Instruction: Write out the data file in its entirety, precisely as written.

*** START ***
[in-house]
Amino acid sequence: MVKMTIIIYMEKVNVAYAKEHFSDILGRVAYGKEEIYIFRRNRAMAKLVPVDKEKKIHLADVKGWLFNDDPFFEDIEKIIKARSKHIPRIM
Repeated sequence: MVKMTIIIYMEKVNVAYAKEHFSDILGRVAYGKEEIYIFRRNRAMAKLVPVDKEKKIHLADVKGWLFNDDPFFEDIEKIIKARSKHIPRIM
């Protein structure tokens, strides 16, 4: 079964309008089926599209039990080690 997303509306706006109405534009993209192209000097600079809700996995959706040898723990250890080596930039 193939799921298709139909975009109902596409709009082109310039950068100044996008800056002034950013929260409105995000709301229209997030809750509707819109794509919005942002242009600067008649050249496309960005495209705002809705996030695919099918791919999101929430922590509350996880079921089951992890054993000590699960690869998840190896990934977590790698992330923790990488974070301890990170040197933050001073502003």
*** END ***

[in-house]
Amino acid sequence: MVKMTIIIYMEKVNVAYAKEHFSDILGRVAYGKEEIYIFRRNRAMAKLVPVDKEKKIHLADVKGWLFNDDPFFEDIEKIIKARSKHIPRIM
Repeated sequence: MVKMTIIIYMEKVNVAYAKEHFSDILGRVAYGKEEIYIFRRNRAMAKLVPVDKEKKIHLADVKGWLFNDDPFFEDIEKIIKARSKHIPRIM
């Protein structure tokens, strides 16, 4: 079964309008089926599209039990080690 997303509306706006109405534009993209192209000097600079809700996995959706040898723990250890080596930039 193939799921298709139909975009109902596409709009082109310039950068100044996008800056002034950013929260409105995000709301229209997030809750509707819109794509919005942002242009600067008649050249496309960005495209705002809705996030695919099918791919999101929430922590509350996880079921089951992890054993000590699960690869998840190896990934977590790698992330923790990488974070301890990170040197933050001073502003």